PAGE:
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Apostolic King

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Apostolic King

Apostolic King was a hereditary title borne by the King of Hungary.

The Habsburg dynasty saw themselves as the heir of Saint Stephen (ca. 997–1038), and argued that Pope Sylvester II had bestowed this title on Saint Stephen.[1] The king's efforts to Christianize his people led to his comparison to one of the apostles. It was first used by the Holy Roman Emperor Leopold I (1657–1705) as King of Hungary. The title was last used in the reign of Charles IV (1916–18).

The title is comparable to Spain's Catholic and France's Most Christian Majesty.

The Pope Confers the Royal Title. A Letter of Pope Sylvester II to Stephen of Hungary, 1000.

Migne, 139, cols. 274 ff.

Previous to this time, it was considered the emperor’s right to confer the royal title and to elevate a person to the rank of king. Here, for the first time in the history of the papacy, a pope confers the royal title, thereby intrenching on the imperial prerogative. Otto III, who was then emperor, did not resist this papal infringement of his rights. Later popes were not slow to see the value of this act as a precedent (see nos. 69, 72, 128), and exercised the right to confer titles and dignities as they pleased. This act of Sylvester II is, therefore, an important milestone in the history of the development of the papal prerogatives.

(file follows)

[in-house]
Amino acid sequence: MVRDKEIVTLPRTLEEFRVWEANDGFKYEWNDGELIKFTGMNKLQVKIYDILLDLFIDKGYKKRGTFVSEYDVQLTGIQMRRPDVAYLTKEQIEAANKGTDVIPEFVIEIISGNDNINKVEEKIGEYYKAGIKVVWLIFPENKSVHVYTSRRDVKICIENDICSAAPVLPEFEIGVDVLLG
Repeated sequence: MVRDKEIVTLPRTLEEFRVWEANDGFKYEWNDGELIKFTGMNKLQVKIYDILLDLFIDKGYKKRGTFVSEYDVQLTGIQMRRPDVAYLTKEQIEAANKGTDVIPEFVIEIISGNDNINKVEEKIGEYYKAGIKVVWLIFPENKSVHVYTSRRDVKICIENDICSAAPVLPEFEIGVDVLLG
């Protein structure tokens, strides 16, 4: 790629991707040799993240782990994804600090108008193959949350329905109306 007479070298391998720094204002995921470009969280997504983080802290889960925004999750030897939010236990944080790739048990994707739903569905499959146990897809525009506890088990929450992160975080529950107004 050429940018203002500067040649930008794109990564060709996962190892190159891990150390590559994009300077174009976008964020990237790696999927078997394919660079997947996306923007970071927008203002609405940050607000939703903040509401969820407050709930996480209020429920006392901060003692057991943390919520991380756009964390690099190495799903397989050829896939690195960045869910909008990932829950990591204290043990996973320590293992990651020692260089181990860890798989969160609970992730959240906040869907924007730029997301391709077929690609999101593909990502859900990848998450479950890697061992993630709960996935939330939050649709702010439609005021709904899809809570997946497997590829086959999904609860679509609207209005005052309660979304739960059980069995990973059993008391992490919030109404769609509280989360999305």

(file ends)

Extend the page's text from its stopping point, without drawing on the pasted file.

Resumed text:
The Pope Confers the Royal Title:

References

  1. ^  
  2. ^ OLIVER J. THATCHER, Ph.D.AND EDGAR HOLMES McNEAL, Ph.D.: A SOURCE BOOK FOR MEDIÆVAL HISTORY SELECTED DOCUMENTS ILLUSTRATING THE HISTORY OF EUROPE IN THE MIDDLE AGE, page:119 [1]
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